AIDS. 2017 Jan 2; 31(1):147-157.OBJECTIVE: We assessed the relationship between phasing out stavudine in first-line antiretroviral therapy (ART) in accordance with WHO 2010 policy and single-drug substitutions (SDS) (substituting the nucleoside reverse transcriptase inhibitor in first-line ART) in sub-Saharan Africa. DESIGN: Prospective cohort analysis (International epidemiological Databases to Evaluate AIDS-Multiregional) including ART-naive, HIV-infected patients aged at least 16 years, initiating ART between January 2005 and December 2012. Before April 2010 (July 2007 in Zambia) national guidelines called for patients to initiate stavudine-based or zidovudine-based regimen, whereas thereafter tenofovir or zidovudine replaced stavudine in first-line ART. METHODS: We evaluated the frequency of stavudine use and SDS by calendar year 2004-2014. Competing risk regression was used to assess the association between nucleoside reverse transcriptase inhibitor use and SDS in the first 24 months on ART. RESULTS: In all, 33 441 (8.9%; 95% confience interval 8.7-8.9%) SDS occurred among 377 656 patients in the first 24 months on ART, close to 40% of which were amongst patients on stavudine. The decrease in SDS corresponded with the phasing out of stavudine. Competing risks regression models showed that patients on tenofovir were 20-95% less likely to require a SDS than patients on stavudine, whereas patients on zidovudine had a 75-85% decrease in the hazards of SDS when compared to stavudine. CONCLUSION: The decline in SDS in the first 24 months on treatment appears to be associated with phasing out stavudine for zidovudine or tenofovir in first-line ART in our study. Further efforts to decrease the cost of tenofovir and zidovudine for use in this setting is warranted to substitute all patients still receiving stavudine.
Allocation of antiretroviral drugs to HIV-infected patients in Togo: Perspectives of people living with HIV and healthcare providers.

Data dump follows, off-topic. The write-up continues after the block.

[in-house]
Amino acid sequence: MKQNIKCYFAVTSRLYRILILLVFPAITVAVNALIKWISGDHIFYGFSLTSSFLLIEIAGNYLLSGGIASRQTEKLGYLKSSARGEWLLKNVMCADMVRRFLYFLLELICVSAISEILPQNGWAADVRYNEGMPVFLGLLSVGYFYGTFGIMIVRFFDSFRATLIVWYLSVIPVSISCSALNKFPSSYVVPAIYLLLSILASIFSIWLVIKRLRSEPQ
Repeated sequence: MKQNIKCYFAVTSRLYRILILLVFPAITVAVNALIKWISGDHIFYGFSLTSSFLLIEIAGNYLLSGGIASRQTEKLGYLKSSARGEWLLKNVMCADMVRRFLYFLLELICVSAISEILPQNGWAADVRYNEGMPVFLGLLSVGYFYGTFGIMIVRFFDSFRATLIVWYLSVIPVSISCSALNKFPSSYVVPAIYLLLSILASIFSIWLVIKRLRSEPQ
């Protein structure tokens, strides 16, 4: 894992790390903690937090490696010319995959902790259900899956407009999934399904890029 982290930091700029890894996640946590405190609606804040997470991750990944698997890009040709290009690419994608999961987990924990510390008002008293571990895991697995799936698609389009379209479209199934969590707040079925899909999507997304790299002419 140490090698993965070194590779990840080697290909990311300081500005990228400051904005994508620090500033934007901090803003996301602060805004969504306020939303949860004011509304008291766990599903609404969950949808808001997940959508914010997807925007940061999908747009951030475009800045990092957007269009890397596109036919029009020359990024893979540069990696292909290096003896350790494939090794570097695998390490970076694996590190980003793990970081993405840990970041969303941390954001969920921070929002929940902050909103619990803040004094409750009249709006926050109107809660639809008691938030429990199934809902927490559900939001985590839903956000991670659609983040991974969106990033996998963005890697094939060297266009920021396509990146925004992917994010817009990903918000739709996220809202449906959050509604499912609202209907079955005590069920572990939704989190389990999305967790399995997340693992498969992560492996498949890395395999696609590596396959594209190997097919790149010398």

Journal of Medical Ethics. 2017 Dec; 43(12):845-851.Aim To explore the way people living with HIV and healthcare providers in Togo judge the priority of HIV-infected patients regarding the allocation of antiretroviral drugs. Method From June to September 2015, 200 adults living with HIV and 121 healthcare providers living in Togo were recruited for the study. They were presented with stories of a few lines depicting the situation of an HIV-infected patient and were instructed to judge the extent to which the patient should be given priority for antiretroviral drugs. The stories were composed by systematically varying the levels of four factors: (a) the severity of HIV infection, (b) the financial situation of the patient, (c) the patient's family responsibilities and (d) the time elapsed since the first consultation. Results Five clusters were identified: 65% of the participants expressed the view that patients who are poor and severely sick should be treated as a priority, 13% prioritised treatment of patients who are poor and parents of small children, 12% expressed the view that the poor should be treated as a priority, 4% preferred that the sickest be treated as a priority and 6% wanted all patients to get treatment. Conclusions WHO's guideline regarding antiretroviral therapy allocation (the sickest first as the sole criterion) currently in use in many African countries does not reflect the preferences of Togolese people living with HIV. For most HIV-infected patients in Togo, patients who cannot get treatment on their own should be treated as a priority.
Do countries rely on the World Health Organization for translating research findings into clinical guidelines? A case study.